Perhaps no two words have more of an effect on business today than "customer experience." Consumers have a wealth of options for buying products and services -- and they're not shy about letting the social media sphere know when they’re not happy. To keep them coming -- and coming back -- organizations need to ensure that the experiences they’re serving up are nothing less than stellar.

    In our e-book series, The Risks and Rewards of Customer Experience Management, readers will get practical advice and real-world insight into strategies that place the focus of organizations' operations and processes on their customers. The first chapter concentrates on automation in the contact center. It will explore the technologies, such as interactive voice response and virtual agents. And it will examine what organizations need to evaluate when deciding which processes to automate and which areas will always need a human touch. The second installment delves into digital marketing, mobile applications and social media. It's no longer enough to send the same message to all customers; messages now must be personalized -- and soon, based on where customers are at any given moment. The chapter will look at location-based automated marketing and the pros and cons -- including the loss of privacy -- associated with such practices. The final chapter digs deep into the role of analytics in customer experience management plans, scrutinizing data harvesting methods and ways to use big data to augment customer experiences. And the chapter will look at times when knowing all about your customer goes horribly wrong.

  • Market trends tell the future of predictive analytics deployments

    Predictive analytics employs statistical or machine-learning models to discover patterns and relationships in data, thereby enabling the prediction of future behavior or activity. Long used by credit card companies, predictive analytics -- and now self-service predictive analytics -- is making inroads in organizations of all sizes. Based on a survey of more than 3,000 IT and business professionals, this report analyzes their responses to provide information on implementation status, maturity of implementations, value and vendors of predictive analytics tools.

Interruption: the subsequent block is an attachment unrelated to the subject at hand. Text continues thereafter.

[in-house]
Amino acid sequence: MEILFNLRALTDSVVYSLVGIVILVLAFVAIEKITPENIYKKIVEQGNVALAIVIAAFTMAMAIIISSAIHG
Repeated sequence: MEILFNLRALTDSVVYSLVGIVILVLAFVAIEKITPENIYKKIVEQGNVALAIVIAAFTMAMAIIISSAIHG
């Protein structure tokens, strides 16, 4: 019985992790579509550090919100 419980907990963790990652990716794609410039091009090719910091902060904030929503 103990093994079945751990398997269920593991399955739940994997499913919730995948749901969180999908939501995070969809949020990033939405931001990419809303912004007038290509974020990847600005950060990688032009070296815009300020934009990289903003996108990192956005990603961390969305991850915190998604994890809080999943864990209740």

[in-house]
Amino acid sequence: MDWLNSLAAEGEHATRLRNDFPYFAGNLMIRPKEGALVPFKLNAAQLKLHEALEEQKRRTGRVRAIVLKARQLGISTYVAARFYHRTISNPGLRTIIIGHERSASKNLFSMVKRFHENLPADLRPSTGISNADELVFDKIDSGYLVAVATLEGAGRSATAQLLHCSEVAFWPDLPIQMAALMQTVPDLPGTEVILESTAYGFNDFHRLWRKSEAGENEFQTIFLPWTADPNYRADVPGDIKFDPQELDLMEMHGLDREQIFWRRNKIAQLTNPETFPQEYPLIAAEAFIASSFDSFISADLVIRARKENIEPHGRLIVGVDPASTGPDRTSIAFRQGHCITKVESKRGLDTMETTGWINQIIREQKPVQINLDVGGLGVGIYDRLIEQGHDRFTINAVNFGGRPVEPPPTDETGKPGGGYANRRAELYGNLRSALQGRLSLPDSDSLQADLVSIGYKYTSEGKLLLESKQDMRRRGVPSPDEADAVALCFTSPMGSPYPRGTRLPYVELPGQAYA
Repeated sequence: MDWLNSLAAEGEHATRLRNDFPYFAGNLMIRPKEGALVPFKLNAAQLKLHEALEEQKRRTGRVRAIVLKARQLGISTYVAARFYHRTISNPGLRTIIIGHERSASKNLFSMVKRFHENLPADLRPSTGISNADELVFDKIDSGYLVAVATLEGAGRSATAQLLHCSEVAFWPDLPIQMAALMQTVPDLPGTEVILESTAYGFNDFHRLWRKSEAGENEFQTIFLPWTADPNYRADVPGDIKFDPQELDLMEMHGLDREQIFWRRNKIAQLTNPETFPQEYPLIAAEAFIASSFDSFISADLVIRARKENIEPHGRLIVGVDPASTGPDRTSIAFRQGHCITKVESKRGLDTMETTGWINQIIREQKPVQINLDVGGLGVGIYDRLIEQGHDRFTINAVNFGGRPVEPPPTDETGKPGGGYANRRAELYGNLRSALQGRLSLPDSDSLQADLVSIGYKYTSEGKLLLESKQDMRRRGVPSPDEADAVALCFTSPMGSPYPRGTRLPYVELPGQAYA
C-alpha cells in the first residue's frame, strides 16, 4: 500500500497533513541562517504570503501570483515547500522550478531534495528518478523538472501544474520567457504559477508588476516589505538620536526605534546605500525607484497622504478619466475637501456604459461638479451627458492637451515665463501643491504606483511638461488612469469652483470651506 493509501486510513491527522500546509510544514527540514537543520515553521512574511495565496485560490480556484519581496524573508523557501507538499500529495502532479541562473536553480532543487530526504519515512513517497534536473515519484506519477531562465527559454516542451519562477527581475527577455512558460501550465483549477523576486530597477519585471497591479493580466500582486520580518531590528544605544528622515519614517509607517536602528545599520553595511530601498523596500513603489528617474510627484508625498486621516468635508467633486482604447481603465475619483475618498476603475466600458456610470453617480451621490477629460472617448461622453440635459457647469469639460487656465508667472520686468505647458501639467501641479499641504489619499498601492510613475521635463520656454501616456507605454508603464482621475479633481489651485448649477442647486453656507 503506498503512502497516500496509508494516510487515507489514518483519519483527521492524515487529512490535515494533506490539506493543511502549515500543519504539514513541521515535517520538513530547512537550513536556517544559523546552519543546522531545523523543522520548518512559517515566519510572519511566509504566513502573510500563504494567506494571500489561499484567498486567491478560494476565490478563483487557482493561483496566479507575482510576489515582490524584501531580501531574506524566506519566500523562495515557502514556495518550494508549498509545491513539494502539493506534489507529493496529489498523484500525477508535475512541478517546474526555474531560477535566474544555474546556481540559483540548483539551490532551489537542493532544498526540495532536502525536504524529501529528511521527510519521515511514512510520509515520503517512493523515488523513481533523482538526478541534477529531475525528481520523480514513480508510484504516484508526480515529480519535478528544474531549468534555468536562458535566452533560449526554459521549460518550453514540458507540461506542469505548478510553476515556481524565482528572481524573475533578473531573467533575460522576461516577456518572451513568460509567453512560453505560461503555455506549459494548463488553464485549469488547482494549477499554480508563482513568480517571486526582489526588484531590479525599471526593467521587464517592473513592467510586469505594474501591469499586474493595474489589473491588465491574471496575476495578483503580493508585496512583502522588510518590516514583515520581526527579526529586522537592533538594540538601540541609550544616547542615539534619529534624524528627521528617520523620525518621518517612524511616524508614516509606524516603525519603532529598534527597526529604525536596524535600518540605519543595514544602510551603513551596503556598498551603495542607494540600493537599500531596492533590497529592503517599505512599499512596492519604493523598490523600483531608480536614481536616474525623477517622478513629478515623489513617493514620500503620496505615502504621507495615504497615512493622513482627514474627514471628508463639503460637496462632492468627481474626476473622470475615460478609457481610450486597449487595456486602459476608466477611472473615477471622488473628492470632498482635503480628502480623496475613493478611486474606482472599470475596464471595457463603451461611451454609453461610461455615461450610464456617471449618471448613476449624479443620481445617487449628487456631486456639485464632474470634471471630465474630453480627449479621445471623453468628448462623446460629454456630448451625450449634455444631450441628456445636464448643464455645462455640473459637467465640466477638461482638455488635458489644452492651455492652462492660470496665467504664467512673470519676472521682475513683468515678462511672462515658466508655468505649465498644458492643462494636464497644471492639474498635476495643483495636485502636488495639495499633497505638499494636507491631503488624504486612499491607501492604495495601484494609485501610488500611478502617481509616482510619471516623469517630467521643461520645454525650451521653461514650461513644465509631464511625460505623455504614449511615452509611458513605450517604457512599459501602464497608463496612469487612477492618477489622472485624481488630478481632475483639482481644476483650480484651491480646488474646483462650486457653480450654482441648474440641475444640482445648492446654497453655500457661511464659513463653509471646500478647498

OTHER FEATURED E-BOOKS

Featured E-HANDBOOKS on searchDisasterRecovery.comView all >>

  • CW+: The Open Group: Cloud buyers’ decision tree

    This White Paper describes a Decision Tree that could be used to help you discover where Cloud opportunities and solutions might fit in your organization. It is put forward for discussion, with the intention that this discussion, and validation in the field, will result in a practical tool for use by enterprises. Your business situation is either a problem or an opportunity for which you are seeking a solution that includes IT enablement. This Tree presupposes that the current and/or future state of the IT resources for your business situation does and/or will not meet requirements. If you are a Cloud seller, then use this Decision Tree in reverse to determine for which business situations your proposed offering would be a good fit.

  • Start modernizing customer relationship management systems today

    If you were asked to define either an on-premises or hosted contact center, could you? Don't fret if you can't: Many professionals don't know the difference between the two. Choosing between the two different systems, however, is one of the most important decisions when implementing a contact center. And new technologies, increased customer expectations and social media-based customer service are further complicating the choice.

    A move away from a legacy contact center system can alleviate pain, improve employee satisfaction and customer service, and save your company money. Confused where to begin? This three-part guide is a good start. Inside, SearchCRM writers explore the key differences between a hosted and an on-premises contact center. Former Site Editor Lena J. Weiner drills down on the pros and cons -- and specifically, the myriad responsibilities -- in an introduction to each system. Next, reporter Christine Parizo takes a hard look at the legacy systems in contact centers. With some observers today advocating a mix and match of new and old technologies to deal with customers, it's no simple task deciding which systems will remain. To close, Lauren Horwitz, SearchCRM's executive editor, points to some of the newest trends in contact center technology -- specifically, changes to contact center strategy wrought by social media-based customer service.

OTHER FEATURED E-HANDBOOKS